November 08, 2020
DETROIT — Republicans are probing more Michigan counties and suggesting investigations in Nevada and Arizona to determine whether further Dominion Voting Systems technology errors caused votes to be counted incorrectly.
Tony Zammit, communications director for the Michigan Republican Party, told the Washington Examiner on Saturday that the GOP is working across the Wolverine State to find out if other counties experienced similar issues to Antrim County.
“Our team is currently reaching out to county clerks across Michigan as well as going through election results in each of the counties which use this software to see how widespread this error may be,” Zammit said.
A failure to update software caused a glitch in one Michigan county, resulting in 6,000 votes erroneously being tabulated for Joe Biden rather than President Trump.
Michigan Republican Party Chairwoman Laura Cox claimed during a Friday news conference that 47 of Michigan’s 83 counties “used this same software in the same capacity” as in Antrim County, where the temporary issue occurred. During the briefing, Cox also called upon counties that use the Dominion Voting Systems software “to closely examine their result for similar discrepancies.”
The voting systems provider has contracts in all of the key swing states in which Trump’s campaign team is mounting legal challenges, and Republicans in two of those Southwestern states, Arizona and Nevada, also have their eye on the system.
“What does this mean for Nevada? We need answers,” the Nevada Republican Party said in a tweet on Friday in response to a tweet about Dominion being used in the state.
“If there is a glitch that’s built into the software system, it’ll be shown and it’s easy to define that,” Republican Rep. Paul Gosar of Arizona, who has helped lead the charge for the Trump campaign election disputes in the state, told the Epoch Times. “I think this is a great exercise to get back the trust of the American people.”
A well-placed source with knowledge of the Michigan Republican Party’s post-election plans told the Washington Examiner that legal action related to Dominion Voting Systems is still on the table, although the individual did not provide further details.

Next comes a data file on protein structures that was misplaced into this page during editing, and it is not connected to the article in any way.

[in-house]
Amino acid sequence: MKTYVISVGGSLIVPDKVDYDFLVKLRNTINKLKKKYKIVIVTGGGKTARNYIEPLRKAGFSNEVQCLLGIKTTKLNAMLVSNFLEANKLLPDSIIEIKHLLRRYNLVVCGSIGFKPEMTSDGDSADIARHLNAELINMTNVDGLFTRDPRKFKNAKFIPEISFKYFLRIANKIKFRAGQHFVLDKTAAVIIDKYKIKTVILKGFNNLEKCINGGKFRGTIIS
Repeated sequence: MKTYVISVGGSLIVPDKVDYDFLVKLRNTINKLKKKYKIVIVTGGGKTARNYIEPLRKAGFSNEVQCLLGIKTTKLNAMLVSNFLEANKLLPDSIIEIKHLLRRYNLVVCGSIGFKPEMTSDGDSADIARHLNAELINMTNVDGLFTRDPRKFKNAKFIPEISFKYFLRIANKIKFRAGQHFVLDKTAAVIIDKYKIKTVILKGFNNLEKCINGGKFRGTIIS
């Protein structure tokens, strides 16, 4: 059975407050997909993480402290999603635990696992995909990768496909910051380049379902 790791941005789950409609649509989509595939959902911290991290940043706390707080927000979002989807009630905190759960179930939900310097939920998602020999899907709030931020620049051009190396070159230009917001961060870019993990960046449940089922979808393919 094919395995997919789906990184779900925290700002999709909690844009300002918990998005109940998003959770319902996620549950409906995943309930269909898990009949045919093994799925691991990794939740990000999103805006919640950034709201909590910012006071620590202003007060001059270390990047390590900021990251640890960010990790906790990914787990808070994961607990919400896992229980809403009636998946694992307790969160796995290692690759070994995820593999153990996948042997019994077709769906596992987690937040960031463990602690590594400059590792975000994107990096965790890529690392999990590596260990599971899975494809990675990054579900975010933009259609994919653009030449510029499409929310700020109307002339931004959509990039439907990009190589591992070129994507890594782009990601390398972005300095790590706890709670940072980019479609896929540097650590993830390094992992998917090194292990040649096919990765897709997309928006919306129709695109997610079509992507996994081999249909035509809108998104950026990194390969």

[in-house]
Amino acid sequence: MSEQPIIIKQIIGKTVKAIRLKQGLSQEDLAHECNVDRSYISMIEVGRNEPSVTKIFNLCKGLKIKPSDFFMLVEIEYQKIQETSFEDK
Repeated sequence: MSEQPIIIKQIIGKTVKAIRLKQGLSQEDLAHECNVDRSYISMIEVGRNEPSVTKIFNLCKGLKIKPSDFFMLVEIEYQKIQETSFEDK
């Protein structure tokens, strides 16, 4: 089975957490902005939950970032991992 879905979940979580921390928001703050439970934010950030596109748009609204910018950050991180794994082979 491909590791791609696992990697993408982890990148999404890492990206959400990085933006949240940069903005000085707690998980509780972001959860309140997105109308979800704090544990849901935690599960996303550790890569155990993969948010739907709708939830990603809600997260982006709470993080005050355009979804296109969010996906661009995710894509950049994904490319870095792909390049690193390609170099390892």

The Michigan Department of State pushed back on Cox’s claims, as well as those of Republican National Committee Chairwoman Ronna McDaniel, who also spoke about Dominion Voting Systems. It laid the blame on human error because the update had not been performed.
“The erroneous reporting of unofficial results from Antrim County was a result of accidental error on the part of the Antrim County Clerk,” the office said in a statement. “The equipment and software did not malfunction and all ballots were properly tabulated. However, the clerk accidentally did not update the software used to collect voting machine data and report unofficial results.”
The state went on to point out that even if the “error in the reported unofficial results had not been quickly noticed, it would have been identified during the county canvass.”
In Nevada, Clark County Registrar of Voters Joe Gloria did not address the Dominion voting system specifically but said that there are multiple measures in place to ensure accurate results, including a bipartisan certification board that includes citizens.
“All of our equipment here in Clark County is federally certified for use on the voting machine side as well as the tabulation software,” Gloria told the Washington Examiner on Saturday. “We’ve done everything correctly. We’re now performing our post-election audits where we have to get certified the software on our voting machines and also verify paper trails.”
The Washington Examiner reached out to Dominion for comment.
The error with the voting system in Antrim County is just one of a series of issues and complaints that Michigan Republicans have lodged since Tuesday’s election. The state party has said the election results in Detroit might be compromised because it claims that absentee ballots were tabulated improperly.
Trump’s team filed a lawsuit in Michigan court the day after the election, alleging that a plaintiff who was “credentialed and trained as an election challenger” was “excluded from the counting board during the absent voter ballot review process.”
Another lawsuit asserted that in Wayne County (where Detroit is located), some ballots that were unable to be read by a machine and thus had to be transposed by hand onto a new blank ballot were transposed with no Republican inspector present in violation of state law.
The state GOP also said that it referred a whistleblower complaint to the Justice Department from a Detroit city employee who claimed that she was directed by other employees to improperly change the dates on ballots. The Washington Examiner reached out to the U.S. District Court for the Eastern District of Michigan.
Courts in Michigan ruled against both lawsuits, and the Michigan Department of State has fervently and unequivocally denied claims of any wrongdoing in Detroit or elsewhere.